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Fashion Forum: Are there enough women in ecommerce?

Not enough is being done to encourage women into senior ecommerce positions, according to experts at the Drapers Fashion Forum on November 27.

Mathew Dixon, co-director of luxury retail recruitment agency Hudson Walker International, asked if enough is being done to attract women and make ecommerce seem like a credible career. “I find it’s mostly men in pure ecommerce directorship roles, who often have to oversee strategy for women’s fashion when they are not necessarily a ‘fashion’ person,” he said during the Global Talent Challenges roundtable.

Retail headhunter Sue Sugden agreed ecommerce is currently male-dominated because it started life as a technical IT role, but said the merging of technical and commercial is where women will really shine.

The importance of explaining a career in ecommerce to girls before they reach university was highlighted by Jaeger’s HR director Liz Jewitt-Cross, who believes more women will come into these roles over the next three or four years.

A lack of real understanding at board level is seen as a barrier to attracting future ecommerce talent. “The people at the top struggle to understand what coders and developers are doing,” said Sugden. “But I think this is a temporary thing. The traditional structure of retail – moving upwards from graduate or management trainee level - is irrelevant now. This is new discipline which is moving very quickly.”

Dixon agreed there is a real lack of education amongst board members. “The top 5% of ecommerce specialists are in enormous demand, but if they believe the chief executive or board don’t understand their role, they don’t want to join the company. It’s about how talent is nurtured,” he argued.

Jewitt-Cross said, in general, retailers are struggling to retain digital specialists: “Young people are coming through with different expectations of work and how they should be remunerated, a mindset which is challenging the ‘experience = value’ model.”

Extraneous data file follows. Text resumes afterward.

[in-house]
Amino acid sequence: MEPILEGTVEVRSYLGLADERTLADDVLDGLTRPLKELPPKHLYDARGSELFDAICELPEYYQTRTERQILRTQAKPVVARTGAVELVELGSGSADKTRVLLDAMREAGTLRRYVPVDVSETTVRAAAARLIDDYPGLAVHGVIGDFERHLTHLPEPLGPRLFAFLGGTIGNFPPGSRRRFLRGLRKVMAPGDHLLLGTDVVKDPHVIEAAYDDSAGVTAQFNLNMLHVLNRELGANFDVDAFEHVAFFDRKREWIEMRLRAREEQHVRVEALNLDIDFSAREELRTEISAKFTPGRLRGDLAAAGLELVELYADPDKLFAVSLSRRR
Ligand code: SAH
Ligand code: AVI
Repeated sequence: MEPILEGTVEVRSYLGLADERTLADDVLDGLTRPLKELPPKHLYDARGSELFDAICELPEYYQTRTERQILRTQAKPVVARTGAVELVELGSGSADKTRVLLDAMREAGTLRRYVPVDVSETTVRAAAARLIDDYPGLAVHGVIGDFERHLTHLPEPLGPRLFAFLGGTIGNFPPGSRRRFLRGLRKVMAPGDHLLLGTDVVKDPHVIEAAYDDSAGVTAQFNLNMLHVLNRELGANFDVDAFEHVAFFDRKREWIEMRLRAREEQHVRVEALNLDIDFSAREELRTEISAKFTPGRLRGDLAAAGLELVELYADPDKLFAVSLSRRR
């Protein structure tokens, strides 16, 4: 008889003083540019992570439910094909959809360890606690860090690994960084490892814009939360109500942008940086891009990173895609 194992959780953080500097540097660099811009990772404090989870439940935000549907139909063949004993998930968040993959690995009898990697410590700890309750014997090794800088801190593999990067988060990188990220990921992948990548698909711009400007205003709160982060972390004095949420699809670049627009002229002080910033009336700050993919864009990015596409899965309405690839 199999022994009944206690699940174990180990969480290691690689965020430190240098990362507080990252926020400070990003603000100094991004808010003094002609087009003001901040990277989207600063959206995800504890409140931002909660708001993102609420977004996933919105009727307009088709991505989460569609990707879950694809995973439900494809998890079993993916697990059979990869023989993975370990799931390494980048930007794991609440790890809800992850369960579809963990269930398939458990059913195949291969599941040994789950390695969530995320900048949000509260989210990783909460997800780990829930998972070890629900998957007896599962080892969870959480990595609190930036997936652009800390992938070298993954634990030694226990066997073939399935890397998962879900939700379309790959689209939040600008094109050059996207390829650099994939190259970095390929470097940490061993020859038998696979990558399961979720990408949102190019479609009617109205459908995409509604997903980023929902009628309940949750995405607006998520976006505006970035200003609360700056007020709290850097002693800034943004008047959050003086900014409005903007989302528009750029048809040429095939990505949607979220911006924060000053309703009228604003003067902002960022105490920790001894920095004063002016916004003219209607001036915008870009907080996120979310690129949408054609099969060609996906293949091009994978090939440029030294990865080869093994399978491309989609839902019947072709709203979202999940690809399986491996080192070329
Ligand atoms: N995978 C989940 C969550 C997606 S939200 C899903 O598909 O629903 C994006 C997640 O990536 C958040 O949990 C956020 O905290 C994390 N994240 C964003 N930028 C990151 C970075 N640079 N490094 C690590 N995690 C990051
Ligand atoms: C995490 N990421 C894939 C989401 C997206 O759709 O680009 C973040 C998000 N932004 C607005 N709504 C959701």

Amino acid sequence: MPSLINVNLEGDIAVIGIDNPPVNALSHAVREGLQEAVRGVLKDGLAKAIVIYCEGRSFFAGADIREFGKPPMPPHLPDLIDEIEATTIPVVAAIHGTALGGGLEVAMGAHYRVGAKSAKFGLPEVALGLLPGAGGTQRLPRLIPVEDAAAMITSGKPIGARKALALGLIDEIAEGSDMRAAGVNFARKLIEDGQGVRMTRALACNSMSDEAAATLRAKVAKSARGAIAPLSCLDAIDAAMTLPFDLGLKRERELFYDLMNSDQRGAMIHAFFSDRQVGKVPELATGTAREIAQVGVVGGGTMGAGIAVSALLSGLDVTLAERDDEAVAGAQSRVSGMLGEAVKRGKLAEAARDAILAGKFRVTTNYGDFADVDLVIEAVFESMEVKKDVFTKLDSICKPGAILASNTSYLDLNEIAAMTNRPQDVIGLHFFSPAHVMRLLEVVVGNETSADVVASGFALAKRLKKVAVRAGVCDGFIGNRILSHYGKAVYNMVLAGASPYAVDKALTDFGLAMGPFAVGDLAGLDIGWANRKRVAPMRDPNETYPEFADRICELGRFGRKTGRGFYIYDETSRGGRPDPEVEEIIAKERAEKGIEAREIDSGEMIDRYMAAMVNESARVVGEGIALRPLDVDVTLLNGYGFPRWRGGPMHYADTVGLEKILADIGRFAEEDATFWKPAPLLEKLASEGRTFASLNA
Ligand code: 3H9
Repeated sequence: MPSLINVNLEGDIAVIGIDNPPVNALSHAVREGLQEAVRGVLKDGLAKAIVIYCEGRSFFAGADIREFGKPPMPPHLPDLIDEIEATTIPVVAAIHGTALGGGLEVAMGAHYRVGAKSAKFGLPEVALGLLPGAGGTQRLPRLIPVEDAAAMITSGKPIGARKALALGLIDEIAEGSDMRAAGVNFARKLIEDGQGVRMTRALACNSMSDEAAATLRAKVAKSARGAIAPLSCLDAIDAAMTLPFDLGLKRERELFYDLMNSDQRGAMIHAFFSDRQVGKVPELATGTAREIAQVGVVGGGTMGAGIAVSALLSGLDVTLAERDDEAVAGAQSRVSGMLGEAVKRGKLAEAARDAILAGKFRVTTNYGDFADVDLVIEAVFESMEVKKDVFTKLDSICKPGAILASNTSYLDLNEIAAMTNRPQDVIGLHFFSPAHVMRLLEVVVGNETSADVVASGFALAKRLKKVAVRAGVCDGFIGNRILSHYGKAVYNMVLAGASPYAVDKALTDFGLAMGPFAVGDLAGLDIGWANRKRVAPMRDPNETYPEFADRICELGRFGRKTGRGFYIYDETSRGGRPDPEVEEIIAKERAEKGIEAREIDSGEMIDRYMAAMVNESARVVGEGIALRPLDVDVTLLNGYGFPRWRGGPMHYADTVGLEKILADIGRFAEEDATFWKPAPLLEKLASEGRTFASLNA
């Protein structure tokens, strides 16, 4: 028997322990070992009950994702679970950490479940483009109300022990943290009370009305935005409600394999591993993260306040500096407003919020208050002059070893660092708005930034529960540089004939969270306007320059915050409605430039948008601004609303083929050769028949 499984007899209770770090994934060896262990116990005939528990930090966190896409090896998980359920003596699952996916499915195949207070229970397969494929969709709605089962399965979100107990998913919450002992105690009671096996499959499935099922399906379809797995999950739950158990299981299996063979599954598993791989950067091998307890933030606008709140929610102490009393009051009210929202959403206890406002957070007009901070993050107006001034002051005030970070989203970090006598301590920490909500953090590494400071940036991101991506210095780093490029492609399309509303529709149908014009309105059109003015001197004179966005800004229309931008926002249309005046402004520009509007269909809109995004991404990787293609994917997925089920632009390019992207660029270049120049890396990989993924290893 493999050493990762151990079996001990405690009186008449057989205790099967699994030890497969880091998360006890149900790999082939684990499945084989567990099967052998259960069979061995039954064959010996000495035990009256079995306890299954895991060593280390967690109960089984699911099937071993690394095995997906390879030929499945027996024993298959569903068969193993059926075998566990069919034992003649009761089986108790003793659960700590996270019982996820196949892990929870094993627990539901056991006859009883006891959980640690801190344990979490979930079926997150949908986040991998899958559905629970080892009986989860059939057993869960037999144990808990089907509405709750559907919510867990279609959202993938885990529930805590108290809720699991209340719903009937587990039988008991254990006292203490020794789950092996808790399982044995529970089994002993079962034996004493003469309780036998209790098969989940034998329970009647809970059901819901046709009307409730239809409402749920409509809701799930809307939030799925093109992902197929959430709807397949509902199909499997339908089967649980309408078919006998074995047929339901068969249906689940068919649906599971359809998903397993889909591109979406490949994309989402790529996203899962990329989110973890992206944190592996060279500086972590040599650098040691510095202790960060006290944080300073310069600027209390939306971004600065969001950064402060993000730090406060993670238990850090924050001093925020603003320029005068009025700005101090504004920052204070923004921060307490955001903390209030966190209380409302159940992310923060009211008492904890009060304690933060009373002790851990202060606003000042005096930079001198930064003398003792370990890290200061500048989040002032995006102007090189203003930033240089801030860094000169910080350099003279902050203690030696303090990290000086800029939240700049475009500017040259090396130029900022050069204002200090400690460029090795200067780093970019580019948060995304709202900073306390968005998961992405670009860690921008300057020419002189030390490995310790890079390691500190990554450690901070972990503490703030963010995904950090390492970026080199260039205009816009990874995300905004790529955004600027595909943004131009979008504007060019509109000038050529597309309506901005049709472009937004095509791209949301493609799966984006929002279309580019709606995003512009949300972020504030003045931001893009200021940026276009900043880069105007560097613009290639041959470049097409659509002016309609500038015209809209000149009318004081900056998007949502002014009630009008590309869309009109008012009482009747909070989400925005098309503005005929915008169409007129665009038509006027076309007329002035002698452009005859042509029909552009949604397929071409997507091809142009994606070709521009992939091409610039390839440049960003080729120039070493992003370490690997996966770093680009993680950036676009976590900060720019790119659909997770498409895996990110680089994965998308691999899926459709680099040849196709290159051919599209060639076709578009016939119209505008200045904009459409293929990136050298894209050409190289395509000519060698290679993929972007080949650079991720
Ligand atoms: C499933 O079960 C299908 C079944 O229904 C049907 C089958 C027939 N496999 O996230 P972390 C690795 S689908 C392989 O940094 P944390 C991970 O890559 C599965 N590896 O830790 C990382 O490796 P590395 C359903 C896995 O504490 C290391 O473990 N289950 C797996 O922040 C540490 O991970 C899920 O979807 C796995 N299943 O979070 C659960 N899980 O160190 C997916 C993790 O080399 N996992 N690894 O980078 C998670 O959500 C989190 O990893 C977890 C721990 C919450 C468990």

Head of recruitment at Jacques Vert Group Kate Dixon advocates nurturing young talent and communicating your USP to encourage them to join your company rather than a competitor. Dixon also highlighted the additional challenges faced by an international ecommerce team, such as working across numerous languages to translate product content.

The London College of Fashion, which has a high international cohort, advises retailers to engage with young talent early through year-long placements in industry. LCF client team manager Adam Watling suggested offering placements in ecommerce, as well as more traditional roles like garment technology.

It will be crucial to strengthen the UK skills base if British retailers like Jaeger are to increase their made in the UK production. Jewett-Cross confirmed that, in the next five years, Jaeger wants 15% of its product to be UK-manufactured. For Dixon, a local supply chain perfectly dovetails with ecommerce strategy. “If you can detail your provenance story, your ecommerce content is sorted.”

Readers' comments (2)

  • In Denmark the approach is on meritocracy. I was lucky enough to run 15 fashion stores across DENMARK when I was 21 yrs old. Back of house, front of house and buying across Europe.

    When I came to the UK I started as a sales assistant. UK businesses are risk averse and equality is talked but poorly walked.

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  • Informative post .Thanks for sharing .

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